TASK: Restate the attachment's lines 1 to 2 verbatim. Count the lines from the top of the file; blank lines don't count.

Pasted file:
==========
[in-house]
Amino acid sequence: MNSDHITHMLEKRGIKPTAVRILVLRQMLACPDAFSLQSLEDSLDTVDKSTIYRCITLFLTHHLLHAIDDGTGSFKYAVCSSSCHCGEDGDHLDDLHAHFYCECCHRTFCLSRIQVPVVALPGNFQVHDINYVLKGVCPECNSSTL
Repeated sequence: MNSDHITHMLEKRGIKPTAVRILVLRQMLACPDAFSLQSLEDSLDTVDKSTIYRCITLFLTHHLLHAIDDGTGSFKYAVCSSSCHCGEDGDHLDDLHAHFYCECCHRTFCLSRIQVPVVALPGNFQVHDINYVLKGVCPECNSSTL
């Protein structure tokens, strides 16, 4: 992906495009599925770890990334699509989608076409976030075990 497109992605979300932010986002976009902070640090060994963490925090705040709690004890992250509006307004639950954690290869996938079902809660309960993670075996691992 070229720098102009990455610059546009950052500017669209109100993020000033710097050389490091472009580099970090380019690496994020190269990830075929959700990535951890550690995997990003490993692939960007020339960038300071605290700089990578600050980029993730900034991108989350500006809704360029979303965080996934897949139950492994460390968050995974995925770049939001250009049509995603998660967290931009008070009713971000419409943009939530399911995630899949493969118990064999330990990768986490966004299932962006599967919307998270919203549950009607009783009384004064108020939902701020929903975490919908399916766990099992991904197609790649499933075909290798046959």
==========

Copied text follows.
[in-house]
Amino acid sequence: MNSDHITHMLEKRGIKPTAVRILVLRQMLACPDAFSLQSLEDSLDTVDKSTIYRCITLFLTHHLLHAIDDGTGSFKYAVCSSSCHCGEDGDHLDDLHAHFYCECCHRTFCLSRIQVPVVALPGNFQVHDINYVLKGVCPECNSSTL